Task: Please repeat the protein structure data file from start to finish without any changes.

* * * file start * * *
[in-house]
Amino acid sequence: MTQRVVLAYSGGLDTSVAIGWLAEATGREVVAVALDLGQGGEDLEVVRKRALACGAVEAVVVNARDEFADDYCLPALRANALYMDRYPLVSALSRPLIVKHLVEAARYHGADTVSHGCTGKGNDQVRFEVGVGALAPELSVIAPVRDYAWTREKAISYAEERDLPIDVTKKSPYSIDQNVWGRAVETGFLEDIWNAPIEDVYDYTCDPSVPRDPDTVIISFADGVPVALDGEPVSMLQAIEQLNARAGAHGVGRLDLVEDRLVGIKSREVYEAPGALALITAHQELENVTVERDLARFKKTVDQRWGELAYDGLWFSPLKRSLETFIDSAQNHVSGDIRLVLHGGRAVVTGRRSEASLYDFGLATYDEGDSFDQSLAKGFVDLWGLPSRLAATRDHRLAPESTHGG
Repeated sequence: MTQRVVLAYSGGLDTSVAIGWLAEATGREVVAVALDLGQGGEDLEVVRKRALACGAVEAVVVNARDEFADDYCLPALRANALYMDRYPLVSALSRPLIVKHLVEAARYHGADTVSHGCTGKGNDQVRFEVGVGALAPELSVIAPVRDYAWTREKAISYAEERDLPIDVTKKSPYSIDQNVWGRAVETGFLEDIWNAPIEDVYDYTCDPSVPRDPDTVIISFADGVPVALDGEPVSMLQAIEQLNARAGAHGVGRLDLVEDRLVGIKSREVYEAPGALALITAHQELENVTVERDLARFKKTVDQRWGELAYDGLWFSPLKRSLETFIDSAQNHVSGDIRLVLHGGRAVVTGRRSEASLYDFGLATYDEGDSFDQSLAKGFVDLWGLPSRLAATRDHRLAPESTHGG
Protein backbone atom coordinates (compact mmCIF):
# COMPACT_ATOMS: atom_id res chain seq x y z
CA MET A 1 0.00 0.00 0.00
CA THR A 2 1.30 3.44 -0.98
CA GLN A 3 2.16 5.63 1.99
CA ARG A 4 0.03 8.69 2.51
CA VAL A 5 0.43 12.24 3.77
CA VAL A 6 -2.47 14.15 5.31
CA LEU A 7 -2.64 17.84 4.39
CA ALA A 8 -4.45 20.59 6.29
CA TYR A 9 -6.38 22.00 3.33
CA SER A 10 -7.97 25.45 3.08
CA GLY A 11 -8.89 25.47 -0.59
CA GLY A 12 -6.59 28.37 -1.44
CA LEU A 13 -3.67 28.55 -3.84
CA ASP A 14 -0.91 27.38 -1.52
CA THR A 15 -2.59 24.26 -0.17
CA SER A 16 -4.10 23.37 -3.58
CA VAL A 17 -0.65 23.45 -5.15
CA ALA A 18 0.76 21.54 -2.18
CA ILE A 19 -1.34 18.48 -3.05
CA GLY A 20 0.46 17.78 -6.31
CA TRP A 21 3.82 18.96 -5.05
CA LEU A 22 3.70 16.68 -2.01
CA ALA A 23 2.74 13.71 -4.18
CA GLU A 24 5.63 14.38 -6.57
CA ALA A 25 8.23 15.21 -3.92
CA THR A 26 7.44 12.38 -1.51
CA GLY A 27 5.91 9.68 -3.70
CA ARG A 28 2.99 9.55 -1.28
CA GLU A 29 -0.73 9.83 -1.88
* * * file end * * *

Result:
[in-house]
Amino acid sequence: MTQRVVLAYSGGLDTSVAIGWLAEATGREVVAVALDLGQGGEDLEVVRKRALACGAVEAVVVNARDEFADDYCLPALRANALYMDRYPLVSALSRPLIVKHLVEAARYHGADTVSHGCTGKGNDQVRFEVGVGALAPELSVIAPVRDYAWTREKAISYAEERDLPIDVTKKSPYSIDQNVWGRAVETGFLEDIWNAPIEDVYDYTCDPSVPRDPDTVIISFADGVPVALDGEPVSMLQAIEQLNARAGAHGVGRLDLVEDRLVGIKSREVYEAPGALALITAHQELENVTVERDLARFKKTVDQRWGELAYDGLWFSPLKRSLETFIDSAQNHVSGDIRLVLHGGRAVVTGRRSEASLYDFGLATYDEGDSFDQSLAKGFVDLWGLPSRLAATRDHRLAPESTHGG
Repeated sequence: MTQRVVLAYSGGLDTSVAIGWLAEATGREVVAVALDLGQGGEDLEVVRKRALACGAVEAVVVNARDEFADDYCLPALRANALYMDRYPLVSALSRPLIVKHLVEAARYHGADTVSHGCTGKGNDQVRFEVGVGALAPELSVIAPVRDYAWTREKAISYAEERDLPIDVTKKSPYSIDQNVWGRAVETGFLEDIWNAPIEDVYDYTCDPSVPRDPDTVIISFADGVPVALDGEPVSMLQAIEQLNARAGAHGVGRLDLVEDRLVGIKSREVYEAPGALALITAHQELENVTVERDLARFKKTVDQRWGELAYDGLWFSPLKRSLETFIDSAQNHVSGDIRLVLHGGRAVVTGRRSEASLYDFGLATYDEGDSFDQSLAKGFVDLWGLPSRLAATRDHRLAPESTHGG
Protein backbone atom coordinates (compact mmCIF):
# COMPACT_ATOMS: atom_id res chain seq x y z
CA MET A 1 0.00 0.00 0.00
CA THR A 2 1.30 3.44 -0.98
CA GLN A 3 2.16 5.63 1.99
CA ARG A 4 0.03 8.69 2.51
CA VAL A 5 0.43 12.24 3.77
CA VAL A 6 -2.47 14.15 5.31
CA LEU A 7 -2.64 17.84 4.39
CA ALA A 8 -4.45 20.59 6.29
CA TYR A 9 -6.38 22.00 3.33
CA SER A 10 -7.97 25.45 3.08
CA GLY A 11 -8.89 25.47 -0.59
CA GLY A 12 -6.59 28.37 -1.44
CA LEU A 13 -3.67 28.55 -3.84
CA ASP A 14 -0.91 27.38 -1.52
CA THR A 15 -2.59 24.26 -0.17
CA SER A 16 -4.10 23.37 -3.58
CA VAL A 17 -0.65 23.45 -5.15
CA ALA A 18 0.76 21.54 -2.18
CA ILE A 19 -1.34 18.48 -3.05
CA GLY A 20 0.46 17.78 -6.31
CA TRP A 21 3.82 18.96 -5.05
CA LEU A 22 3.70 16.68 -2.01
CA ALA A 23 2.74 13.71 -4.18
CA GLU A 24 5.63 14.38 -6.57
CA ALA A 25 8.23 15.21 -3.92
CA THR A 26 7.44 12.38 -1.51
CA GLY A 27 5.91 9.68 -3.70
CA ARG A 28 2.99 9.55 -1.28
CA GLU A 29 -0.73 9.83 -1.88